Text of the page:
This book of "Reproductive Rights and Justice Stories" brings together important cases involving the state regulation of sex, childbearing, and parenting. We tell the story of twelve cases, some canonical and some far less known, involving contraception, abortion, pregnancy, and parenthood. The chapters tell their stories using a wide-lens perspective that illuminates the complex ways law is forged and debated in social movements, in representative government, and in courts.--Dan Ernst
As a field, "reproductive rights and justice” is relatively new, and its contours are quite broad, encompassing the various ways law shapes the decision “whether to bear or beget a child” and the conditions under which families are created and sustained. Some of the cases included in this volume are very much part of the constitutional law canon; more are not. Until recently, these cases have not often been conceived of as part of a unified field of law.
This volume remedies that oversight. Reading this group of cases together makes visible forms and effects of reproductive regulation that are less evident when the cases are read in isolation or in their more familiar doctrinal contexts. The framework of “reproductive justice” highlights the intersecting relations of race, class, sexuality, and sex that shape the regulation of reproduction. It examines the many ways law shapes the choice to have, as well as to avoid having, children. The volume addresses decisionmaking about contraception and abortion—the traditional subject matter of “reproductive rights”—in this larger reproductive justice framework, and locates this body of law alongside cases that consider a wider range of issues, including sterilization, assisted reproductive technology, pregnancy discrimination, the criminalization of pregnancy, and access to reproductive health care.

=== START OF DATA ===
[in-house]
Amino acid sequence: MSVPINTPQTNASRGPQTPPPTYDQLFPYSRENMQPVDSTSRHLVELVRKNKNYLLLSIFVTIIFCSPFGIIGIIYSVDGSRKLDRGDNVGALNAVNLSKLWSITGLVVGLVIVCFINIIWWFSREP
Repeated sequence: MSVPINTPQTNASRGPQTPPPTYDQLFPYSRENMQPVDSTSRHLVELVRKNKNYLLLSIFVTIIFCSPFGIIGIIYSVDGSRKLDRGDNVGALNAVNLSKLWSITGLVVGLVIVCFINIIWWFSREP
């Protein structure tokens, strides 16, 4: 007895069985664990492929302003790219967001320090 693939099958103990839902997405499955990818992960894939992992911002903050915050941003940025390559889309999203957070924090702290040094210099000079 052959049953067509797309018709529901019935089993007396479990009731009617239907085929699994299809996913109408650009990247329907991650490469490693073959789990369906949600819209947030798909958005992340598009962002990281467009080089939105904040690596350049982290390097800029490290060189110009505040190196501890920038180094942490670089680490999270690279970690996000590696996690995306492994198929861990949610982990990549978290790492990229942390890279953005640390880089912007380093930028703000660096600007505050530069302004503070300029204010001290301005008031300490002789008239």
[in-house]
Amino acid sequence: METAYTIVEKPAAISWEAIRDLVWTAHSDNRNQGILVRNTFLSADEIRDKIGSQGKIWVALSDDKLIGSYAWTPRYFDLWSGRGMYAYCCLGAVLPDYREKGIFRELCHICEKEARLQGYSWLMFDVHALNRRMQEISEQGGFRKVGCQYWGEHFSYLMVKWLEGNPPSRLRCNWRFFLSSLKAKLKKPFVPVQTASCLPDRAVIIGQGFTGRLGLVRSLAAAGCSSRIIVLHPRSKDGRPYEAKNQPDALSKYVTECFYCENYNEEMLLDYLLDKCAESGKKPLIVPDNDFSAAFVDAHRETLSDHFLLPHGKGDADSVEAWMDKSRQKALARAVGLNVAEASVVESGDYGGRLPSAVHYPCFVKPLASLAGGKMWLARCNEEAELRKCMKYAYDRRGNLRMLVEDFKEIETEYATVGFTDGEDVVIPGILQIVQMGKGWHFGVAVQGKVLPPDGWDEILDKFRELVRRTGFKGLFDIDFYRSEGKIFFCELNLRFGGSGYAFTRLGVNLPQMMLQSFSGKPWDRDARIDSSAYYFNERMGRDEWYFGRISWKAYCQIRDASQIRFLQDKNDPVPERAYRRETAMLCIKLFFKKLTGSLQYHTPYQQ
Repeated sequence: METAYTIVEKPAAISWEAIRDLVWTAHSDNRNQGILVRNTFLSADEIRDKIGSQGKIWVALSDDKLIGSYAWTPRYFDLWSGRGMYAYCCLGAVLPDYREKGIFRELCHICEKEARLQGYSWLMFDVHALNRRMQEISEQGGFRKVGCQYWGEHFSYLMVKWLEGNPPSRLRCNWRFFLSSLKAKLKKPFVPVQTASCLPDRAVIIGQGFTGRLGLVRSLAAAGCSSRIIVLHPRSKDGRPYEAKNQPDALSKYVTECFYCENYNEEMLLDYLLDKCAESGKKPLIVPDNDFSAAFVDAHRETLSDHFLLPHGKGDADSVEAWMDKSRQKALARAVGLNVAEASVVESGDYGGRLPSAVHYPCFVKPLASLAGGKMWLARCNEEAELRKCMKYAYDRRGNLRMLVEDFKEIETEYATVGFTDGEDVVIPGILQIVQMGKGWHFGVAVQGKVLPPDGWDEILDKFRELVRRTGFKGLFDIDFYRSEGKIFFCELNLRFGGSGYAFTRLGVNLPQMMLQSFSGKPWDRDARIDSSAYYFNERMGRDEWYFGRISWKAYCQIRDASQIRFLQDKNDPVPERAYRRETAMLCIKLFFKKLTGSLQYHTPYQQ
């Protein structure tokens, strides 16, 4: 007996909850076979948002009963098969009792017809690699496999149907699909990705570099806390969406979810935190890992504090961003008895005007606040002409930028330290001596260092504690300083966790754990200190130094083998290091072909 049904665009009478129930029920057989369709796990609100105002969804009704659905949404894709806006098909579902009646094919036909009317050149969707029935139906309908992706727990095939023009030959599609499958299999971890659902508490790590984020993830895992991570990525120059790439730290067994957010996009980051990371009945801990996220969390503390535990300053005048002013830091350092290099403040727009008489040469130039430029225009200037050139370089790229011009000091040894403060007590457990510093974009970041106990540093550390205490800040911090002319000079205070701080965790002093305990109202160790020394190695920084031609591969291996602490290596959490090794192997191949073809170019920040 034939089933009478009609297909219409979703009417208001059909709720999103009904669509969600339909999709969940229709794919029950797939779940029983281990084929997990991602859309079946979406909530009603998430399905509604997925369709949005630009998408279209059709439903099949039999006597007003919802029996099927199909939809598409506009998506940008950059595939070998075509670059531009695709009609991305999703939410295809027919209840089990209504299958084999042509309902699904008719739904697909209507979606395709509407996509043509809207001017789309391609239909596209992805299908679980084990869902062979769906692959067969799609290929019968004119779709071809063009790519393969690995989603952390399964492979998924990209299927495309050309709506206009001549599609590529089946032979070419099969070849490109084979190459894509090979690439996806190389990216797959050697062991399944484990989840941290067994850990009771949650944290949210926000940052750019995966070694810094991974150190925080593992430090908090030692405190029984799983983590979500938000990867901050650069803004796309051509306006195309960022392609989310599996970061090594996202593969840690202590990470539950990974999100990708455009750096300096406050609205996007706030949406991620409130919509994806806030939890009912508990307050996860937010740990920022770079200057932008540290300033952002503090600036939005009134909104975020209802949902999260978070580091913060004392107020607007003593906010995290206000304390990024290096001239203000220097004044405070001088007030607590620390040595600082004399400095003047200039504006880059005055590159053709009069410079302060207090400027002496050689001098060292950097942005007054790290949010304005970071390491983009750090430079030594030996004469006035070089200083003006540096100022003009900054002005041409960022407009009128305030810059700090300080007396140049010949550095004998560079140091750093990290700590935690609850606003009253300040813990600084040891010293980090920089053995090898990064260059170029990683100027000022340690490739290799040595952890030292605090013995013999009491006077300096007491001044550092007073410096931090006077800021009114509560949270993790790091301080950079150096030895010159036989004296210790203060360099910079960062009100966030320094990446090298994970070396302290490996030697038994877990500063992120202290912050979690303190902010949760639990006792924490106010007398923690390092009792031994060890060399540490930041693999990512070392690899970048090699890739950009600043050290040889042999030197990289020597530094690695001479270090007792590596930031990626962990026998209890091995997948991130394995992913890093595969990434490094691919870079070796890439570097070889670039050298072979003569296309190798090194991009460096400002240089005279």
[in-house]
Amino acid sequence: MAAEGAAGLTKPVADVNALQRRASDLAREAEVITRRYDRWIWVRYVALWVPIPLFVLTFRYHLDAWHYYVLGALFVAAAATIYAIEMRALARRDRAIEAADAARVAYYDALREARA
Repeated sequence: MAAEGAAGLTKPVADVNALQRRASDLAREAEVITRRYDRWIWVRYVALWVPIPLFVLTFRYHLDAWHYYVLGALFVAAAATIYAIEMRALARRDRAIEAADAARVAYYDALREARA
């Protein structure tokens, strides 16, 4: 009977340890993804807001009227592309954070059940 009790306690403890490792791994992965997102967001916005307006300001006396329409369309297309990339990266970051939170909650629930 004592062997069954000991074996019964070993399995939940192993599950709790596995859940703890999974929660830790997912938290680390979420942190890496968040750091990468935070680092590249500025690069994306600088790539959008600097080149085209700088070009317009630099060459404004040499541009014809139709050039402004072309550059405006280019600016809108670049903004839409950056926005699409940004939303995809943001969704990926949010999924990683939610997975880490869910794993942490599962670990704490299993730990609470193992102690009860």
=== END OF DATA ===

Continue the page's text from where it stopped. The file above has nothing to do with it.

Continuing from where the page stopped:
The chapters in this volume narrate the cases in ways that enlarge the field in which we analyze the work of courts. To be sure, the chapters tell stories about the individual litigants and lawyers behind important cases. But the stories recognize courts as but one of many institutions in our constitutional democracy, and they show how conflicts over law unfold in the institutions of civil society (medicine, religion, media), in democratic politics (social movements, political parties, and representative government), as well as in the courts. The stories feature ordinary women and men struggling with laws that govern the ways they make families, and show how members of the community, government officials, lawyers, and judges respond. In the process, these stories situate litigation histories in a larger social field, revealing the interplay of bottom-up and top-down forces that provoke, shape, and legitimate judicial decisions, and the role that struggle over courts and rights plays in forging new norms.
Monday, December 16, 2019
Shaw, Siegel and Murray's Introduction to "Reproductive Rights and Justice Stories"
Katherine Shaw, Yeshiva University-Benjamin N. Cardozo School of Law, Reva Siegel, Yale Law School, and Melissa Murray, New York University School of Law, have posted their introduction to Reproductive Rights and Justice Stories: